• I agree. Most model-driven MT attempts have failed miserably, while data-driven (in other words, statistical) MT has shown some rather useful results. Google Translate probably provides 90% useful (if not entirely accurate or well-phrased) output when you do translate between languages close enough as English, Spanish and French, but it would fail miserably if you try to apply it to English<->Japanese, English<->Chinese or in fact any language that does not satisfy all the following points
    – Boaz Yaniv
    Commented Jun 24, 2011 at 14:25
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    1. Indo-European. 2. Belong to the European cultural sphere (so no Hindi or Armenian for instance). 3. Is written in the Latin script (Russian and Hebrew fail spectacularly well because of Google Translate misreading the quirks of the script, and languages with no spaces such as Chinese or Japanese are even harder). 4. Doesn't have a well-developed statistical data (some GT languages got a whole lot better since launch, since they're constantly improving their data).
    – Boaz Yaniv
    Commented Jun 24, 2011 at 14:30
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    I wonder how Google Translate does for Japanese<->Korean? I'm far too poor at both languages to judge though I have successfully used it that way when the en->ko translation was crap but I knew what I wanted to say in Japanese. Commented Jun 25, 2011 at 4:55

Even with a human translator, some things are impossible to translate without context.

  • How would you translate "Fruit flies like a banana." without context?

    That would depend on whether you meant "A fruit which flies like a banana" or "A banana which fruit flies like".

  • How would you translate "主人公の猫" ?

    That would depend on whether you meant "The protagonist's cat", or "The protagonist, the cat".

  • How would you translate "僕が知っている人は誰も来なかった。" ?

    That would depend on whether you meant the thematic は or the contrastive は.

Even with a human translator, some things are impossible to translate without losing much of the intended meaning (e.g. when there's a play on the words used). This is an inherent problem with translation, regardless of language.


Language translation is an extremely difficult problem for a computer (or rather, for a computer programmer). I find it quite amazing that the available tools are as good as the are.

That said though, their translations are sometimes quite bad and shouldn't be relied upon for accuracy.


No. But they can be fun! Try a round trip translation from E to J to E. Then you'll have an idea of what they are like to Japanese speakers.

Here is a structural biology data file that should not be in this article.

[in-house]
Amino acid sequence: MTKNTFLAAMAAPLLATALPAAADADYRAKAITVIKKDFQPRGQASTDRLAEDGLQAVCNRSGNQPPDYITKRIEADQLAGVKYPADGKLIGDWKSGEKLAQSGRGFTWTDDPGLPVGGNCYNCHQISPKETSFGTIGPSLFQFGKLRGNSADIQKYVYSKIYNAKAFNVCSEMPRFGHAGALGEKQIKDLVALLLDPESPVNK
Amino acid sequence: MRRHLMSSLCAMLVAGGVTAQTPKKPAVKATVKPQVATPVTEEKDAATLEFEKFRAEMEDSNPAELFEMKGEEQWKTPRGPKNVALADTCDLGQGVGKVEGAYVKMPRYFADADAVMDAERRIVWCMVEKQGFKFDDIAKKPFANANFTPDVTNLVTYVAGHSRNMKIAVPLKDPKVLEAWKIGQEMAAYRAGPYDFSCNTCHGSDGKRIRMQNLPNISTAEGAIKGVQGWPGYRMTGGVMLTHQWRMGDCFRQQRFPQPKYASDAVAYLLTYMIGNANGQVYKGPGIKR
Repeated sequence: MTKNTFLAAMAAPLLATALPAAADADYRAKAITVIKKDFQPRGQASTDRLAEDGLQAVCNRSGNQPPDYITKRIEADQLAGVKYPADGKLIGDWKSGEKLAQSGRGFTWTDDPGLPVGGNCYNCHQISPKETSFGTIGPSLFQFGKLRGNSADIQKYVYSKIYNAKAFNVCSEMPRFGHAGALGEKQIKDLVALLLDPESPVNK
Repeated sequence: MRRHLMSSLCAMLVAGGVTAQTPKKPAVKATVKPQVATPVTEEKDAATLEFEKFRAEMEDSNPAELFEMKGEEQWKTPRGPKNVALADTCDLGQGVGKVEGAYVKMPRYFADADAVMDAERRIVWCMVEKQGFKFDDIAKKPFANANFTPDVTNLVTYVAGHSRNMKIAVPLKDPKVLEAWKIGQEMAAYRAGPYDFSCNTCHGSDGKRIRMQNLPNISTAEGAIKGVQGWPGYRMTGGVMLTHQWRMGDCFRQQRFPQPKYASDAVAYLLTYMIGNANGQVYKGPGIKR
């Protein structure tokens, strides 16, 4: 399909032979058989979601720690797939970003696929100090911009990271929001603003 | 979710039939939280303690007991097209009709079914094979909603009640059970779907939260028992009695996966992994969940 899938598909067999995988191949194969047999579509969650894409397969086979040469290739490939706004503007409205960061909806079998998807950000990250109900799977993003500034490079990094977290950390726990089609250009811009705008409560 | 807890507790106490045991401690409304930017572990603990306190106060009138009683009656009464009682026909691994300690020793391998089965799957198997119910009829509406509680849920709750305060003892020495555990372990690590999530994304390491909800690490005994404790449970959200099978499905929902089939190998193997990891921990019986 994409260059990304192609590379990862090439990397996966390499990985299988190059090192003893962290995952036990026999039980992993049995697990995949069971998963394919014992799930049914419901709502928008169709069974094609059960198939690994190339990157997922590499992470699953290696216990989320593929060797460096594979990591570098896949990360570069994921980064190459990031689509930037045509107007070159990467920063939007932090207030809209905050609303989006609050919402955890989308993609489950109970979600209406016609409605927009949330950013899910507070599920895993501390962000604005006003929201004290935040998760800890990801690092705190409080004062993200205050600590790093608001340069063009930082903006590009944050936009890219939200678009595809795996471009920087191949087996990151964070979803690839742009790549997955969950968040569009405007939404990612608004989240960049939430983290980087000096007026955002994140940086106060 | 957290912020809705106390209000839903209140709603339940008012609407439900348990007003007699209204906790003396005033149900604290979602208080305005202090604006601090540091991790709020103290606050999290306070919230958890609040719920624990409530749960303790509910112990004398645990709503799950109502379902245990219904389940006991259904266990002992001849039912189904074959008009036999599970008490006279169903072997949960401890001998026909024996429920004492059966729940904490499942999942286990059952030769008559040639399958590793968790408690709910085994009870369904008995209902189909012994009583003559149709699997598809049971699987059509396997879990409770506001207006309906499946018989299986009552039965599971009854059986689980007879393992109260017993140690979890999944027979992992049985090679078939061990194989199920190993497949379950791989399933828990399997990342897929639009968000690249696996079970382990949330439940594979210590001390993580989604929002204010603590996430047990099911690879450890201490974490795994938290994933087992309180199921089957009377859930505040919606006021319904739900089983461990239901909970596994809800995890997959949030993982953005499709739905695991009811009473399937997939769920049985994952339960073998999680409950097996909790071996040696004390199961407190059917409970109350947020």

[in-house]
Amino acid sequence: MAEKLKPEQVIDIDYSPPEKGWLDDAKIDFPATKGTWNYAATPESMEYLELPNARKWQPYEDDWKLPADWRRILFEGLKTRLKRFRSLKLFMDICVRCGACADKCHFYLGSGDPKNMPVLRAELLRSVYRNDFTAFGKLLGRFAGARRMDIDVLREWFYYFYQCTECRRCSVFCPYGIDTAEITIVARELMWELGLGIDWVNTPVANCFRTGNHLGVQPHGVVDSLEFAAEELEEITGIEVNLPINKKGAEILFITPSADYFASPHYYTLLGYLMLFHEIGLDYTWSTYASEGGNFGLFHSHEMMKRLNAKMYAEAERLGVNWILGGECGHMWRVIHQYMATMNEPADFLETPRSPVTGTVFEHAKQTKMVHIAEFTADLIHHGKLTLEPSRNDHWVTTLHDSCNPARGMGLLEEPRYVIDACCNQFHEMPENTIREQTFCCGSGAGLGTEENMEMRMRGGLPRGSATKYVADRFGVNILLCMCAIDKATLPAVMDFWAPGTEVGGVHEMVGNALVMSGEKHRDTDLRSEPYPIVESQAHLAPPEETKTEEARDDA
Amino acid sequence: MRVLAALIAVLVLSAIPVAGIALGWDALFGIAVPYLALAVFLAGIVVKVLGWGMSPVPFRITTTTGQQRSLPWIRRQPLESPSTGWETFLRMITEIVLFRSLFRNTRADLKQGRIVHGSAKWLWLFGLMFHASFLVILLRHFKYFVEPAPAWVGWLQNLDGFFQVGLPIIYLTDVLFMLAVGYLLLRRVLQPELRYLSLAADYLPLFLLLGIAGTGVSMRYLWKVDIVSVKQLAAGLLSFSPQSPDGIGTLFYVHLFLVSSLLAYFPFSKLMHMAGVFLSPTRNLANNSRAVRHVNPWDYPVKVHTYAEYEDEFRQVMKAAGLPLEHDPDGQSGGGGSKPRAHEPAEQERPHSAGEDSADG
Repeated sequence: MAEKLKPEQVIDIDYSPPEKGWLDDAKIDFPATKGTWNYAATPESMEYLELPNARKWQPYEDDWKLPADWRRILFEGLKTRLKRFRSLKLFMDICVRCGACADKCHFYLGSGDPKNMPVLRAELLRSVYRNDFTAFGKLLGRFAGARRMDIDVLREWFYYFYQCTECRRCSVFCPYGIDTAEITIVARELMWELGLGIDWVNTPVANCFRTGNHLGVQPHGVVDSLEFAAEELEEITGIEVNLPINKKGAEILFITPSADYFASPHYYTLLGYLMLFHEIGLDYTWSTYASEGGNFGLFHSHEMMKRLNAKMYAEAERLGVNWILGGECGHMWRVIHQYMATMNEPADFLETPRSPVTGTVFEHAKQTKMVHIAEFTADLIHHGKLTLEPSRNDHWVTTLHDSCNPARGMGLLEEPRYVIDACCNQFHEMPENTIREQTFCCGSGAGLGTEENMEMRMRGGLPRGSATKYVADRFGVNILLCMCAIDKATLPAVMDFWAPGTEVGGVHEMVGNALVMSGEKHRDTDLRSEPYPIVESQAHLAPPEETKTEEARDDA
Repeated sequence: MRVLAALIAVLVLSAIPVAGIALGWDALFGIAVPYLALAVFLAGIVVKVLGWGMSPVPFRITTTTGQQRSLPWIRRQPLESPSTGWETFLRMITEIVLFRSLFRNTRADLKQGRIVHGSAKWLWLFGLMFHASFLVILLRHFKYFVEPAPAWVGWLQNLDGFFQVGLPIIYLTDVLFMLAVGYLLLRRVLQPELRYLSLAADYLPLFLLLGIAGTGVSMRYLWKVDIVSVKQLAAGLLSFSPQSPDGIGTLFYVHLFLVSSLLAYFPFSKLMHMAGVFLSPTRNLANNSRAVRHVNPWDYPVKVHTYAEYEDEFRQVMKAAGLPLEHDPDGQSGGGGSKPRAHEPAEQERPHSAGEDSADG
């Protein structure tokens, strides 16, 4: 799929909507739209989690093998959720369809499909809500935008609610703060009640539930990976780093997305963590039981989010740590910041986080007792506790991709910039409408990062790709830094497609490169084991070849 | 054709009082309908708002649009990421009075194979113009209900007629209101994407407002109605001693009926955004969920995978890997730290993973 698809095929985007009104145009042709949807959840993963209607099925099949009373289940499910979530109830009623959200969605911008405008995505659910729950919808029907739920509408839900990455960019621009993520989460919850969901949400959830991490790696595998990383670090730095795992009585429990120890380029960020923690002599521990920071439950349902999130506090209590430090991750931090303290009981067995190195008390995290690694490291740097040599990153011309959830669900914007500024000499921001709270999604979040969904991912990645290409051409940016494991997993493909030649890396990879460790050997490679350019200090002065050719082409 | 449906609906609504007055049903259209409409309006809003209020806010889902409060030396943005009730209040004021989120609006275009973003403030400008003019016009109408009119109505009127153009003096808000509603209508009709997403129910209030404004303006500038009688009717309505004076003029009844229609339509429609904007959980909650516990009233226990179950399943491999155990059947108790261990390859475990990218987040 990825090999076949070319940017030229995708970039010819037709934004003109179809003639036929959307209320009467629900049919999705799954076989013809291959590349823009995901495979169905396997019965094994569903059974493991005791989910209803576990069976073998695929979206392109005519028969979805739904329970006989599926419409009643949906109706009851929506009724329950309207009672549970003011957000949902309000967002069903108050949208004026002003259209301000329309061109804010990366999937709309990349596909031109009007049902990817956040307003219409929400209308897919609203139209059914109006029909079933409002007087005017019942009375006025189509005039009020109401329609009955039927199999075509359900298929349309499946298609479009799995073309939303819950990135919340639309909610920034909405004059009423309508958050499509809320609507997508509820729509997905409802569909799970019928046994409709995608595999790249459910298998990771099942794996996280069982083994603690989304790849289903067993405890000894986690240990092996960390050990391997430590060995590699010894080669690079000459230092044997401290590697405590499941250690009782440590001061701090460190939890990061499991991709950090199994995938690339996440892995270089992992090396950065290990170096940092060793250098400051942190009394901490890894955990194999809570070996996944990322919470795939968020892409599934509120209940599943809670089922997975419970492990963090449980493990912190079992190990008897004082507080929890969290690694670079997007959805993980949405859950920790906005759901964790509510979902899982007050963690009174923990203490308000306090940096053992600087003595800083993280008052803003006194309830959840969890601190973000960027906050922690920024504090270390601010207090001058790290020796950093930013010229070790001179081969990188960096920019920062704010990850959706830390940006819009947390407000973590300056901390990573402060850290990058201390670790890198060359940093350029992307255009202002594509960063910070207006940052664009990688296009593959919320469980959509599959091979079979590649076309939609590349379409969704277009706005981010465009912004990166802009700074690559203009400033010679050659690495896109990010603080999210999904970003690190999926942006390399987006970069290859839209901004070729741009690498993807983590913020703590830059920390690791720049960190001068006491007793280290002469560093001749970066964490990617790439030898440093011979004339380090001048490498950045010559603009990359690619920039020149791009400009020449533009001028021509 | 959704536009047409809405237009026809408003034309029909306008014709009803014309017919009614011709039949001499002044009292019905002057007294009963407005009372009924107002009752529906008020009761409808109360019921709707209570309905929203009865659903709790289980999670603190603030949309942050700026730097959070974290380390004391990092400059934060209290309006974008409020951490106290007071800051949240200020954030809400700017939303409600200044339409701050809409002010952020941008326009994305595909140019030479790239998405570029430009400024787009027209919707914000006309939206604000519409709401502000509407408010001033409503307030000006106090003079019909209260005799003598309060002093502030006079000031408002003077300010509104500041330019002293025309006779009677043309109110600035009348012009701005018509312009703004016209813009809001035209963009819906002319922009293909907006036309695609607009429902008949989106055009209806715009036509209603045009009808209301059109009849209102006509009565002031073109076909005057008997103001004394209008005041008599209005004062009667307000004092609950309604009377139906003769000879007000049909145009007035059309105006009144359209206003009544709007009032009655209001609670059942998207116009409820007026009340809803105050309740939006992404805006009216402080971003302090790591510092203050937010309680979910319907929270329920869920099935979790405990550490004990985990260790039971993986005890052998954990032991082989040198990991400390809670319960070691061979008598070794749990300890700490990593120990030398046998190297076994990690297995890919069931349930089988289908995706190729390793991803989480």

I'd like to add my two cents to this, even though the answers everyone else have provided pretty much answer the question.

My first cent is that I completely agree with what everyone has said. If you want an accurate translation, do not trust a machine...everyone has explained why this is much better than I ever could.

My second cent is that I like on-line machine translators a lot. I think they do a great job when used as a learning tool. They can also speed things a long tremendously. These are the chores I use machine translators for:

  • When you have long lists of vocabulary I have to look up. It's so much faster using these tools than looking them up individually in a dictionary. (Yes, you have to be careful with words that have several meanings, but that just means you have to be careful and use your brain.) Sometimes I do this even with small lists, or when it's just eaiser to copy and paste from one browser tab to the next. The point is, if you take grammar out of the equation they're basically electronic dictionaries (and I know Google Translated even gives you a list of alternate translations to a word, which is fantastically useful in this regard).

  • Getting the gist of things. I would never write a letter in Englsih then run it through a machine translator and then post it, but the other way around works pretty well if you don't have the time to sit down and actually figure something out.

  • When you're stuck. I like to use machine translators when I just can't figure out how to say something. I might not (well, I hardly ever) use exactly what the machine spit out, but it helps figure out what I was trying to say nonetheless. On the flip side of this, if I come across a sentence in my non-native language that I just can't make out, I run it through a translator and it helps to see what it says.

  • Finding obvious mistakes. One thing I used to do in my Spanish classes when I had to write essays was copy what I had written in Spanish and paste it into a machine translator. It's a good way of finding spelling mistakes, or when you used the wrong word (spell check doesn't pick those up), or simple conjugation errors.

With all that said, online translators don't give a perfectly accurate translation, but I still do use them when I need to. I doubt they'll ever be a time when a machine will do a better job then a person when it comes to translating languages, but who knows?


To answer your question literally, yes you can trust Japanese-to-English machine translation sites to have very inconsistent and widely varying results that often but not always help you get the gist of the original.

You cannot trust these sites to do a good job every time. Not for any language. But the languages of East Asia seem to be especially difficult for these systems. Korean-to-English and Chinese-to-English are just as bad.


There are situations automatic translations are somewhat usable, such as technical documentations where the reader has intimate knowledge of the subject matter, for instance, computer programming in C#. But for general use, no. Translations or not, computers still do not do a good jobs of getting the context in which the text exists. Even I have hard time coming back with the right answer if someone asks for a translation of a Japanese line in a manga, if I don't know that particular story.

It also does terrible job dealing with regional dialects. Here, let me do this

おっとっととっとってっていっとったとになんでとっとってくれんかったとっていっとーと (DUDE What I am saying is, I had asked you to save those goldfish crackers for me, why didn't you save any for me?)

Google translate has

Whoops, whoops, whoops, why didn't you stay with me?

I rest my case.